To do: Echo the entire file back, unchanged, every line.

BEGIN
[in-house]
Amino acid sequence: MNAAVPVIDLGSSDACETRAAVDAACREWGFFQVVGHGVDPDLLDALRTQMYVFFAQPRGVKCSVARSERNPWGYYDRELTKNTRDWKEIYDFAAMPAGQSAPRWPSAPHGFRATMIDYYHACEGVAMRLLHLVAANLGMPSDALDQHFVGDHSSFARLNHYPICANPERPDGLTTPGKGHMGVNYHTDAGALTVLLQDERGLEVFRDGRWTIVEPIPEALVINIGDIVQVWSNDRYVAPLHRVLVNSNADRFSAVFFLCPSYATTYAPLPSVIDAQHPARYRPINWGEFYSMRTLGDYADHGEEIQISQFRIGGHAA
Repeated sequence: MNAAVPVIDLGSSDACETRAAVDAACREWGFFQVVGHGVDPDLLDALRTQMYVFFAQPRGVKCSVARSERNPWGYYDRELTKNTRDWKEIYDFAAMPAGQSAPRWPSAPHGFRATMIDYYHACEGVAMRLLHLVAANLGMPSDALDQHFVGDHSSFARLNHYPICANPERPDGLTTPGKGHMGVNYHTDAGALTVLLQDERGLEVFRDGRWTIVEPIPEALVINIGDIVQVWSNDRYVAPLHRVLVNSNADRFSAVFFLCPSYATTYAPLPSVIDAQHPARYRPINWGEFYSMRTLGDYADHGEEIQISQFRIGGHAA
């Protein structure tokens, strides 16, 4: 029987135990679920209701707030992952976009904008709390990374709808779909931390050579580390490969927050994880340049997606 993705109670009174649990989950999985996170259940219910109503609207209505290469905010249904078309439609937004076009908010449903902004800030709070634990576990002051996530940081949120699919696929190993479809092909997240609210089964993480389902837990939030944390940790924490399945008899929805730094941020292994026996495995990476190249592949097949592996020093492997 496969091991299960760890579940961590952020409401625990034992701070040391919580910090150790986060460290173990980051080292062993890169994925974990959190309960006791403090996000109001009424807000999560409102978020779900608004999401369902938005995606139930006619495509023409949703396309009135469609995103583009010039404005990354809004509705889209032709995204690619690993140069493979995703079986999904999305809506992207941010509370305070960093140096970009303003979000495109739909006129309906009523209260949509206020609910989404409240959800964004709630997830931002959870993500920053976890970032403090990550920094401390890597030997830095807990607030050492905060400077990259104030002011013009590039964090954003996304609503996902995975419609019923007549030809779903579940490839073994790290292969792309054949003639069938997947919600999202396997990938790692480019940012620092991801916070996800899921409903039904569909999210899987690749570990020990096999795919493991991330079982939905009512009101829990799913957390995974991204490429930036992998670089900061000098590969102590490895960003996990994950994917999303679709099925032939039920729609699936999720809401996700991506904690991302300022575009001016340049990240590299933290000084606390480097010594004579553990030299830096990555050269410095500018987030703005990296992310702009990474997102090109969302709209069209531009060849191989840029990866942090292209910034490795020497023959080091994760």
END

[in-house]
Amino acid sequence: MNAAVPVIDLGSSDACETRAAVDAACREWGFFQVVGHGVDPDLLDALRTQMYVFFAQPRGVKCSVARSERNPWGYYDRELTKNTRDWKEIYDFAAMPAGQSAPRWPSAPHGFRATMIDYYHACEGVAMRLLHLVAANLGMPSDALDQHFVGDHSSFARLNHYPICANPERPDGLTTPGKGHMGVNYHTDAGALTVLLQDERGLEVFRDGRWTIVEPIPEALVINIGDIVQVWSNDRYVAPLHRVLVNSNADRFSAVFFLCPSYATTYAPLPSVIDAQHPARYRPINWGEFYSMRTLGDYADHGEEIQISQFRIGGHAA
Repeated sequence: MNAAVPVIDLGSSDACETRAAVDAACREWGFFQVVGHGVDPDLLDALRTQMYVFFAQPRGVKCSVARSERNPWGYYDRELTKNTRDWKEIYDFAAMPAGQSAPRWPSAPHGFRATMIDYYHACEGVAMRLLHLVAANLGMPSDALDQHFVGDHSSFARLNHYPICANPERPDGLTTPGKGHMGVNYHTDAGALTVLLQDERGLEVFRDGRWTIVEPIPEALVINIGDIVQVWSNDRYVAPLHRVLVNSNADRFSAVFFLCPSYATTYAPLPSVIDAQHPARYRPINWGEFYSMRTLGDYADHGEEIQISQFRIGGHAA
């Protein structure tokens, strides 16, 4: 029987135990679920209701707030992952976009904008709390990374709808779909931390050579580390490969927050994880340049997606 993705109670009174649990989950999985996170259940219910109503609207209505290469905010249904078309439609937004076009908010449903902004800030709070634990576990002051996530940081949120699919696929190993479809092909997240609210089964993480389902837990939030944390940790924490399945008899929805730094941020292994026996495995990476190249592949097949592996020093492997 496969091991299960760890579940961590952020409401625990034992701070040391919580910090150790986060460290173990980051080292062993890169994925974990959190309960006791403090996000109001009424807000999560409102978020779900608004999401369902938005995606139930006619495509023409949703396309009135469609995103583009010039404005990354809004509705889209032709995204690619690993140069493979995703079986999904999305809506992207941010509370305070960093140096970009303003979000495109739909006129309906009523209260949509206020609910989404409240959800964004709630997830931002959870993500920053976890970032403090990550920094401390890597030997830095807990607030050492905060400077990259104030002011013009590039964090954003996304609503996902995975419609019923007549030809779903579940490839073994790290292969792309054949003639069938997947919600999202396997990938790692480019940012620092991801916070996800899921409903039904569909999210899987690749570990020990096999795919493991991330079982939905009512009101829990799913957390995974991204490429930036992998670089900061000098590969102590490895960003996990994950994917999303679709099925032939039920729609699936999720809401996700991506904690991302300022575009001016340049990240590299933290000084606390480097010594004579553990030299830096990555050269410095500018987030703005990296992310702009990474997102090109969302709209069209531009060849191989840029990866942090292209910034490795020497023959080091994760």